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When You #ChooseKind, Don't Forget Invisible Disabilities

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My son’s fifth grade class read R.J. Palacio’s book “Wonder” together and took a field trip to see the movie.  First, how cool is it that Sam and his peers explored, discussed and experienced both the book and movie as a class? They will be entering middle school next year and will face many of the challenges of the characters in the movie. I am confident studying this book and film together will help them see things in a different way and encourage them to make the choice to treat people with kindness and compassion.

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Second, if you are going to go, bring an entire box of tissues. I literally started to ugly cry about five minutes into the movie and didn’t stop until the end. It is an emotional journey into the life of Auggie, a boy with a facial difference, as he enters middle school after being home-schooled by his mother his entire life. Through Auggie we meet his sister, who feels like an only child. We meet his mother, who has put her entire life on hold to care for and educate her son, and his father, who works hard and does his best to just laugh through life, and all of Auggie’s classmates who struggle to understand and relate to a peer who is different.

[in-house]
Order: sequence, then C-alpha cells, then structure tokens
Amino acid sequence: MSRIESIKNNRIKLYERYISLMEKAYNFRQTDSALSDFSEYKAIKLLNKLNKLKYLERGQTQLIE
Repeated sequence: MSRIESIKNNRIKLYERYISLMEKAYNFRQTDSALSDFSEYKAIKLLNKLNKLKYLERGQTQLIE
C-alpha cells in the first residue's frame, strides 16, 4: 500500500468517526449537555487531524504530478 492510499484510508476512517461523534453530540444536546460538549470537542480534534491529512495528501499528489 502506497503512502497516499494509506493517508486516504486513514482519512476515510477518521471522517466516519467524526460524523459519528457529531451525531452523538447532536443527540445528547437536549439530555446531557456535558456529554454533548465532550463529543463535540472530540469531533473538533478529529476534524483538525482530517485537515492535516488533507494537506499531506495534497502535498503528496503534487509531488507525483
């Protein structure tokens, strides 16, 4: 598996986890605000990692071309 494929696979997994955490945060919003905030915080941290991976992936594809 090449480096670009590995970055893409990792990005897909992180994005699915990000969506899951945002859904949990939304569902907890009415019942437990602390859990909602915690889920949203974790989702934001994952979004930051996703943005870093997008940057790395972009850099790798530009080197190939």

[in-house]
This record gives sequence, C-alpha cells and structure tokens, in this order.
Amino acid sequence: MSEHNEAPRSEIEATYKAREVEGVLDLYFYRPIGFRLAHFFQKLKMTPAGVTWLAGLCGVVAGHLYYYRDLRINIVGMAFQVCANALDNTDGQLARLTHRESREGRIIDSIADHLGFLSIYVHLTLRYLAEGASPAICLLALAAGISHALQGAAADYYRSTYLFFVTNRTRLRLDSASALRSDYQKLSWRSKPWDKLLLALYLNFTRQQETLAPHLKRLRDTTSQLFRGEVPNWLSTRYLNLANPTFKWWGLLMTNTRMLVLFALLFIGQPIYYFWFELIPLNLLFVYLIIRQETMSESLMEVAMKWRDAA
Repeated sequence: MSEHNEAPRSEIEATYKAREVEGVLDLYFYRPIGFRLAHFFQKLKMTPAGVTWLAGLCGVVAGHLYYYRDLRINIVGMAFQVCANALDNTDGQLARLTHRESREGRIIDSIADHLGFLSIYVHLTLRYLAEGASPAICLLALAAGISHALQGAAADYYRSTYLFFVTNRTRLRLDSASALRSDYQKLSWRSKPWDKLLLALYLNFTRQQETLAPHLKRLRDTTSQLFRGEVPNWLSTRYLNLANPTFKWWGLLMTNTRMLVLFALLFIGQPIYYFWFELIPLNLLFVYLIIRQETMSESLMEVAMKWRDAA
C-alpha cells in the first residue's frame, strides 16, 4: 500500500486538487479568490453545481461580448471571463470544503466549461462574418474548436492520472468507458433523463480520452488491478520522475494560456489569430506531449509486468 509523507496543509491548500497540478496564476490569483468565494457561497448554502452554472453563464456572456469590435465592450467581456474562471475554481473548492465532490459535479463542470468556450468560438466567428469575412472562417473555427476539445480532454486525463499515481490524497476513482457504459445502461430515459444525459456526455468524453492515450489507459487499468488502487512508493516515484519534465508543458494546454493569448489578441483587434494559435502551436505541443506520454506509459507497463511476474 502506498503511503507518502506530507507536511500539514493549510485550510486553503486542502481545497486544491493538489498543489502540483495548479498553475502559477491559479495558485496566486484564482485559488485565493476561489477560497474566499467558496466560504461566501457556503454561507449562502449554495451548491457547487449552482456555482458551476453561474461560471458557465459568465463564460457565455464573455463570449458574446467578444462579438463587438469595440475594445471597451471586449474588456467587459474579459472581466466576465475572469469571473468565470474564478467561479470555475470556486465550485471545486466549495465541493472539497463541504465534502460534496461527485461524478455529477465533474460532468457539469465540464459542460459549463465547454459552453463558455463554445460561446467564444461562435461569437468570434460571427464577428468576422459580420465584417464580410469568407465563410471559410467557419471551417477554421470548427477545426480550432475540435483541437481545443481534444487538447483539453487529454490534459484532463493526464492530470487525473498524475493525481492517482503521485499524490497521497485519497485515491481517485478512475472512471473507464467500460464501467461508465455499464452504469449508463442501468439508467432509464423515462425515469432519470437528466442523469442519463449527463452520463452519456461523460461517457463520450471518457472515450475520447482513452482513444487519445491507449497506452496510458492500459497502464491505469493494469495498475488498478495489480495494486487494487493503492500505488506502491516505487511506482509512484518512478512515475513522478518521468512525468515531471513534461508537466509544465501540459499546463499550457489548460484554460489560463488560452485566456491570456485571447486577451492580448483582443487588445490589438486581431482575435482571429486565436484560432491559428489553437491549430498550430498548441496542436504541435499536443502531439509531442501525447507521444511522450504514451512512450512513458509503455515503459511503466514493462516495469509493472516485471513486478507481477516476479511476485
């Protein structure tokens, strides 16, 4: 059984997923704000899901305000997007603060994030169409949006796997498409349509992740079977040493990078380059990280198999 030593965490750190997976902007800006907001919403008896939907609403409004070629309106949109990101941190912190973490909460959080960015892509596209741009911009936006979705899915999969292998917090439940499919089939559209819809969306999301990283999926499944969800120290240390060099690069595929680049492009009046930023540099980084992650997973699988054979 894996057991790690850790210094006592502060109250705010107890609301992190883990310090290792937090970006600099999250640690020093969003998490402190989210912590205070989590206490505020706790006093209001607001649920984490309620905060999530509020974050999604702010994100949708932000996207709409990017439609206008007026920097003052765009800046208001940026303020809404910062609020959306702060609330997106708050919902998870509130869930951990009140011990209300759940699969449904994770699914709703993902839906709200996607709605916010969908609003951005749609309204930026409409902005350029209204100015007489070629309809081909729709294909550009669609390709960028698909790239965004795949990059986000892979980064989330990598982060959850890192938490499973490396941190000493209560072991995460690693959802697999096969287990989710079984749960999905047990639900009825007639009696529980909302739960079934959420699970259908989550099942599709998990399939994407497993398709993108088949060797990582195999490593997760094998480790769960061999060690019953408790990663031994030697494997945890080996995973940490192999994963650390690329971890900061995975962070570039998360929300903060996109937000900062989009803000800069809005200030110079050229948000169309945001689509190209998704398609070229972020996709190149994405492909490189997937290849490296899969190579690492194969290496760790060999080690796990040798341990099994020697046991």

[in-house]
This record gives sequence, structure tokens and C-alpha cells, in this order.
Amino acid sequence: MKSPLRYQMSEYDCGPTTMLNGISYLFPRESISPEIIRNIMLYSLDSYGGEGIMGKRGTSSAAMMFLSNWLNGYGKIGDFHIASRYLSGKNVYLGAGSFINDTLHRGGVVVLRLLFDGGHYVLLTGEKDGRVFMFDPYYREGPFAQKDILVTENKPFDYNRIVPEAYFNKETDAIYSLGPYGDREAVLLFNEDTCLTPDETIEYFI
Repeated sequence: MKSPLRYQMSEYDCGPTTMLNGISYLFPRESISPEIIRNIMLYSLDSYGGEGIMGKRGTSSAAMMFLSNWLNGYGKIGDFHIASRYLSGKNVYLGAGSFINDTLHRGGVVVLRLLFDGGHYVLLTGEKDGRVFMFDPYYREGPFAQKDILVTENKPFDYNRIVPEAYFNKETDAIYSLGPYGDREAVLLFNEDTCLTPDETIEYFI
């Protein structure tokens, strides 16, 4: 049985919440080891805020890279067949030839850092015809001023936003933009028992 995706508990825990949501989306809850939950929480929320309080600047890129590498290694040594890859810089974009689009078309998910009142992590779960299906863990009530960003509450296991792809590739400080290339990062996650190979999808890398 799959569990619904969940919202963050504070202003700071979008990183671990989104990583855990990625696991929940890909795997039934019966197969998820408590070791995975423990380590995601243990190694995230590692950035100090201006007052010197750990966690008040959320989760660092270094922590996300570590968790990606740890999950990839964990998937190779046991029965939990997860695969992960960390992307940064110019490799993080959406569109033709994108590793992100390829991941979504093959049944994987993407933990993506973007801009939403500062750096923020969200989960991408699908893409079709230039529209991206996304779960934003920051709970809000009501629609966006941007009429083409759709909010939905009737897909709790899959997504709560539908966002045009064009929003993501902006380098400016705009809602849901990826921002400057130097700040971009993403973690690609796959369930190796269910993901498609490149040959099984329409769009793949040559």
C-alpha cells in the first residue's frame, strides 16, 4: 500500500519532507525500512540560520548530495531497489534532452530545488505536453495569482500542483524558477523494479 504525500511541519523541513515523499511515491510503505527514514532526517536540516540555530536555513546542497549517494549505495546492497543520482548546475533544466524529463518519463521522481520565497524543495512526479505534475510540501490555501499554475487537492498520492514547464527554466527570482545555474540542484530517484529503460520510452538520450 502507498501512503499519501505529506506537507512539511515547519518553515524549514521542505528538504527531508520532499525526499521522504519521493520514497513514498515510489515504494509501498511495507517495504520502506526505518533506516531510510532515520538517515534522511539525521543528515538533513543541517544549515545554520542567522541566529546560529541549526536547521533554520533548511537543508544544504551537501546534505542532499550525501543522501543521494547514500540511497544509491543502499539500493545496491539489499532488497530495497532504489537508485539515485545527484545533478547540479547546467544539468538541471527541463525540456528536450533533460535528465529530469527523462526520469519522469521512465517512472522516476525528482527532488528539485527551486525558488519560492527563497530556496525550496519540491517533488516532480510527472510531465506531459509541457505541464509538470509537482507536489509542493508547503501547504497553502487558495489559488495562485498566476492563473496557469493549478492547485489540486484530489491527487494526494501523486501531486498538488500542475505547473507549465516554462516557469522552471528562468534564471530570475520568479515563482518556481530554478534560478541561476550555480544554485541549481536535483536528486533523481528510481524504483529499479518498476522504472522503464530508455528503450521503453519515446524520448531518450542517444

The movie explores why kids bully, how kids react to bullies and how parents and teachers can help and/or hinder the situation. While Auggie’s disability was clearly visible, mental illness can’t always be seen. It is often not visible, and when it is, it often gets called a “behavior problem” instead of a disability. Here is my challenge for the day: #ChooseKind to all. Get to know people before you pass judgment. Because just maybe the child you see throwing a tantrum in a store really can’t help it. Take a short moment to think of Auggie and “Wonder” and then #ChooseKind.

Originally published: December 12, 2017
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